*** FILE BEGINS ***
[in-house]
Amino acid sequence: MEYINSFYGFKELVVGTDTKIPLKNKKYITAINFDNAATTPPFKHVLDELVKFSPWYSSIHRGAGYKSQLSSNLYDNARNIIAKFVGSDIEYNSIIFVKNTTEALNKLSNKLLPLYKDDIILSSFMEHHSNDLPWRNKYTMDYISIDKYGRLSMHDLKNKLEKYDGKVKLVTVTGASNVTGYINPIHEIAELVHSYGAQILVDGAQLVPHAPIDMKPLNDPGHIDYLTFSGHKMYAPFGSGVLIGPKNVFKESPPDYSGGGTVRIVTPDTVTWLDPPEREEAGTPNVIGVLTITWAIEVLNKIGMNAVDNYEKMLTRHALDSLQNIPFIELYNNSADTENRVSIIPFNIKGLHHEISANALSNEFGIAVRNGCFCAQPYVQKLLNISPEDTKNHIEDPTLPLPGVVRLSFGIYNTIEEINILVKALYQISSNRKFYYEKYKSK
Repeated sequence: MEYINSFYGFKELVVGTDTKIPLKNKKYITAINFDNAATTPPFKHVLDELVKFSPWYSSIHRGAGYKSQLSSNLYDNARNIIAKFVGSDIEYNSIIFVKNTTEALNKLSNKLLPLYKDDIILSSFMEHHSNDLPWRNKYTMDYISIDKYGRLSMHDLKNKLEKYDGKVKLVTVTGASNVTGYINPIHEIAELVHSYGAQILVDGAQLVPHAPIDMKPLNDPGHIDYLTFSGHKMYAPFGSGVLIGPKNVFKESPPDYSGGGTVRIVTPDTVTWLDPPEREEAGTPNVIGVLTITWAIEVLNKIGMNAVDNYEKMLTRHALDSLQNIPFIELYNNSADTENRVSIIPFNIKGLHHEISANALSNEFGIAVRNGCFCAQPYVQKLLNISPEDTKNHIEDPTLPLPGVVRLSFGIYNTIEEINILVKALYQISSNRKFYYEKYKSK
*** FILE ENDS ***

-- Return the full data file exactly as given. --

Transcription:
[in-house]
Amino acid sequence: MEYINSFYGFKELVVGTDTKIPLKNKKYITAINFDNAATTPPFKHVLDELVKFSPWYSSIHRGAGYKSQLSSNLYDNARNIIAKFVGSDIEYNSIIFVKNTTEALNKLSNKLLPLYKDDIILSSFMEHHSNDLPWRNKYTMDYISIDKYGRLSMHDLKNKLEKYDGKVKLVTVTGASNVTGYINPIHEIAELVHSYGAQILVDGAQLVPHAPIDMKPLNDPGHIDYLTFSGHKMYAPFGSGVLIGPKNVFKESPPDYSGGGTVRIVTPDTVTWLDPPEREEAGTPNVIGVLTITWAIEVLNKIGMNAVDNYEKMLTRHALDSLQNIPFIELYNNSADTENRVSIIPFNIKGLHHEISANALSNEFGIAVRNGCFCAQPYVQKLLNISPEDTKNHIEDPTLPLPGVVRLSFGIYNTIEEINILVKALYQISSNRKFYYEKYKSK
Repeated sequence: MEYINSFYGFKELVVGTDTKIPLKNKKYITAINFDNAATTPPFKHVLDELVKFSPWYSSIHRGAGYKSQLSSNLYDNARNIIAKFVGSDIEYNSIIFVKNTTEALNKLSNKLLPLYKDDIILSSFMEHHSNDLPWRNKYTMDYISIDKYGRLSMHDLKNKLEKYDGKVKLVTVTGASNVTGYINPIHEIAELVHSYGAQILVDGAQLVPHAPIDMKPLNDPGHIDYLTFSGHKMYAPFGSGVLIGPKNVFKESPPDYSGGGTVRIVTPDTVTWLDPPEREEAGTPNVIGVLTITWAIEVLNKIGMNAVDNYEKMLTRHALDSLQNIPFIELYNNSADTENRVSIIPFNIKGLHHEISANALSNEFGIAVRNGCFCAQPYVQKLLNISPEDTKNHIEDPTLPLPGVVRLSFGIYNTIEEINILVKALYQISSNRKFYYEKYKSK